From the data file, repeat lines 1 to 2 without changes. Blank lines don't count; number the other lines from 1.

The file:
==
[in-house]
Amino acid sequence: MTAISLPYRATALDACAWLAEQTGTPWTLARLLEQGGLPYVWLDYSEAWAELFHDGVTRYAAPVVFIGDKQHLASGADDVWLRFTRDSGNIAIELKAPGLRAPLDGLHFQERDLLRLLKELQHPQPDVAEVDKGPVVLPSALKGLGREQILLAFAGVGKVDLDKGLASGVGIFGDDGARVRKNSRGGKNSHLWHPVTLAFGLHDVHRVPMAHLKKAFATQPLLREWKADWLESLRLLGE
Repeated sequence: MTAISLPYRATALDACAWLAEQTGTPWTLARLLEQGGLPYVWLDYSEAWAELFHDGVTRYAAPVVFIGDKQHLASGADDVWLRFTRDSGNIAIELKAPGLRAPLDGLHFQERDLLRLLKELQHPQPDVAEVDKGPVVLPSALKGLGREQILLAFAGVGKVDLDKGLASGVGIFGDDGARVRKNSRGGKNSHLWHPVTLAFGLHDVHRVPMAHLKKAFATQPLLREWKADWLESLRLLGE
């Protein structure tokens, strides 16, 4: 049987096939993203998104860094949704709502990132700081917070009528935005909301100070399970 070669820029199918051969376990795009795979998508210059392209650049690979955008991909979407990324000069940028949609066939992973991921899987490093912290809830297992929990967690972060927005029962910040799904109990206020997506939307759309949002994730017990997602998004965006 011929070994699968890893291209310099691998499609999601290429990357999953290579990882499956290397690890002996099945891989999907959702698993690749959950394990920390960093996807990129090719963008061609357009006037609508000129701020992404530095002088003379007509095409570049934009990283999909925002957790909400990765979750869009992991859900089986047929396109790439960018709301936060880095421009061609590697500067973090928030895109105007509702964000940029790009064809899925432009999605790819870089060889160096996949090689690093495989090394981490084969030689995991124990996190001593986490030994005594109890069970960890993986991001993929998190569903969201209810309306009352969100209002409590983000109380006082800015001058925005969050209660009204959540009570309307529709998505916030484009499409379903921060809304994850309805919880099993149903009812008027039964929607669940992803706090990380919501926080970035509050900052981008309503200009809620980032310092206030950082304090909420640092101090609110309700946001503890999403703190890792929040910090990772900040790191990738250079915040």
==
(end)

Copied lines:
[in-house]
Amino acid sequence: MTAISLPYRATALDACAWLAEQTGTPWTLARLLEQGGLPYVWLDYSEAWAELFHDGVTRYAAPVVFIGDKQHLASGADDVWLRFTRDSGNIAIELKAPGLRAPLDGLHFQERDLLRLLKELQHPQPDVAEVDKGPVVLPSALKGLGREQILLAFAGVGKVDLDKGLASGVGIFGDDGARVRKNSRGGKNSHLWHPVTLAFGLHDVHRVPMAHLKKAFATQPLLREWKADWLESLRLLGE